New SNM research network lays groundwork for molecular imaging clinical trials

October 8, 2008

The SNM has announced the formation of the Molecular Imaging Clinical Trials Network, a multi-institutional effort to establish scientifically sound, efficient ways to evaluate proposed clinical applications of biomarker imaging.

The SNM has announced the formation of the Molecular Imaging Clinical Trials Network, a multi-institutional effort to establish scientifically sound, efficient ways to evaluate proposed clinical applications of biomarker imaging.

The network will provide centralized investigational new drugs (INDs) for biomarkers of interest to the pharmaceutical industry for new drug research and to molecular imaging researchers for diagnostic applications, according to SNM president Robert W. Atcher, Ph.D. It will also coordinate standardized imaging protocols and equipment calibration for multicenter clinical trials.

"The plan specifically includes the creation of a Biomarker Use Pathway, which will provide SNM-sponsored centralized INDs that pharmaceutical manufacturers can cross-reference for their multicenter trials," Atcher said in a release.

Early network efforts advanced in September with the FDA's approval of the first centralized IND application for F-18 fluorothymidine (FLT), a molecular imaging probe that measures cell proliferation, a potentially important measure for the response of cancer to therapy. A new set of F-18 FLT cancer imaging trials in humans will begin in 2009, according to the release.

Early human clinical trials of F-18 FLT produced mixed results for initial diagnosis, staging, and therapeutic response monitoring of brain, lung, prostate, breast, and ovarian cancers.

The network plans to assemble a registry of imaging centers to participate in future clinical trials. They will work together to adopt uniform equipment calibration methods and procedural protocols that permit valid multisite tests of MI probe performance.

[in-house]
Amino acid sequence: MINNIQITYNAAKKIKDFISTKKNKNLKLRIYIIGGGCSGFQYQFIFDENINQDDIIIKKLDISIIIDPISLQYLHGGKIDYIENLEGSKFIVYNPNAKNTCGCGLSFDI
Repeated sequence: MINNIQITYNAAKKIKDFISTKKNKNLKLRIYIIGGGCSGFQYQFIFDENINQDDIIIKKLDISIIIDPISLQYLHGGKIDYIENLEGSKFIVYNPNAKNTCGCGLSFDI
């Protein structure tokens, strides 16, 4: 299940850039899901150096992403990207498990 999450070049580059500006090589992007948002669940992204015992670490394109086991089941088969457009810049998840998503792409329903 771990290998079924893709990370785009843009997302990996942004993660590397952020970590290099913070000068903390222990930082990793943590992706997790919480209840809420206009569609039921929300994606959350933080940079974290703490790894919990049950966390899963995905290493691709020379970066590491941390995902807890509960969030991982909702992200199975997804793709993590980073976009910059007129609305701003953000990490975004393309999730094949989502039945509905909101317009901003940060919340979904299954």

"We're actively building the registry now for imaging centers interested in participating in the first round of clinical trials," Atcher said.

Program organizers plan to have the network ready to perform scientific investigation in the first quarter of 2009. A PET phantom has been developed to aid equipment calibration at imaging services participating in the trials, according to the SNM.

The network will help participating sites apply uniform standards of patient preparation and imaging for the trials. Participants will be trained during regional workshops, such as a two-day program planned for early February in Clearwater, FL.

"We couldn't be more excited about removing the bottlenecks that have existed for both drug developers and imagers," Atcher said in a release. "The FDA, pharmaceutical companies, and SNM community have all been extremely cooperative in designing the Molecular Imaging Clinical Trials Network because it is about building bridges and moving the field forward."

For more information from the Diagnostic Imaging archives:

Molecular imaging shows enormous clinical potential

Molecular imaging enjoys progress on multiple fronts

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